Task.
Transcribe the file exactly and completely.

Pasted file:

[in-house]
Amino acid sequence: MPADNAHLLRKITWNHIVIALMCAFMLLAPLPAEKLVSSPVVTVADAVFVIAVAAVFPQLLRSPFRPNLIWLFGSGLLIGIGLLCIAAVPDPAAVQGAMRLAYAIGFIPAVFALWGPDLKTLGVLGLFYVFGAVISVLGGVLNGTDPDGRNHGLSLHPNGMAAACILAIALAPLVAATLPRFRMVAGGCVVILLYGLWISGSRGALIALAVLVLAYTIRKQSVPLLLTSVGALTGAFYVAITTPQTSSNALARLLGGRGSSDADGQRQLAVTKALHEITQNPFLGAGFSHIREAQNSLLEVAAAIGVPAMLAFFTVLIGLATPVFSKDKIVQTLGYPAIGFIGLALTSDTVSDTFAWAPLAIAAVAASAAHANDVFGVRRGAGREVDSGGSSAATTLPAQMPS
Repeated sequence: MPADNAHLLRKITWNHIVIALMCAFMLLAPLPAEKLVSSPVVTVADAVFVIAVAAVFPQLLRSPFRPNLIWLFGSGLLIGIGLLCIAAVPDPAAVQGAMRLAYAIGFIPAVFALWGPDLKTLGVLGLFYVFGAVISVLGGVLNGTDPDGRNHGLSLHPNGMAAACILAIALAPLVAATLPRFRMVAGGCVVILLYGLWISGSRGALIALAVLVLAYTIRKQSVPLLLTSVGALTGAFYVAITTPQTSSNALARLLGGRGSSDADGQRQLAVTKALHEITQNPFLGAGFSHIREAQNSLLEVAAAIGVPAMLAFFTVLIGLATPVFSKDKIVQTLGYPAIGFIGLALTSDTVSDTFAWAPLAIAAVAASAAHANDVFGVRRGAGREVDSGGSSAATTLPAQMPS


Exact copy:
[in-house]
Amino acid sequence: MPADNAHLLRKITWNHIVIALMCAFMLLAPLPAEKLVSSPVVTVADAVFVIAVAAVFPQLLRSPFRPNLIWLFGSGLLIGIGLLCIAAVPDPAAVQGAMRLAYAIGFIPAVFALWGPDLKTLGVLGLFYVFGAVISVLGGVLNGTDPDGRNHGLSLHPNGMAAACILAIALAPLVAATLPRFRMVAGGCVVILLYGLWISGSRGALIALAVLVLAYTIRKQSVPLLLTSVGALTGAFYVAITTPQTSSNALARLLGGRGSSDADGQRQLAVTKALHEITQNPFLGAGFSHIREAQNSLLEVAAAIGVPAMLAFFTVLIGLATPVFSKDKIVQTLGYPAIGFIGLALTSDTVSDTFAWAPLAIAAVAASAAHANDVFGVRRGAGREVDSGGSSAATTLPAQMPS
Repeated sequence: MPADNAHLLRKITWNHIVIALMCAFMLLAPLPAEKLVSSPVVTVADAVFVIAVAAVFPQLLRSPFRPNLIWLFGSGLLIGIGLLCIAAVPDPAAVQGAMRLAYAIGFIPAVFALWGPDLKTLGVLGLFYVFGAVISVLGGVLNGTDPDGRNHGLSLHPNGMAAACILAIALAPLVAATLPRFRMVAGGCVVILLYGLWISGSRGALIALAVLVLAYTIRKQSVPLLLTSVGALTGAFYVAITTPQTSSNALARLLGGRGSSDADGQRQLAVTKALHEITQNPFLGAGFSHIREAQNSLLEVAAAIGVPAMLAFFTVLIGLATPVFSKDKIVQTLGYPAIGFIGLALTSDTVSDTFAWAPLAIAAVAASAAHANDVFGVRRGAGREVDSGGSSAATTLPAQMPS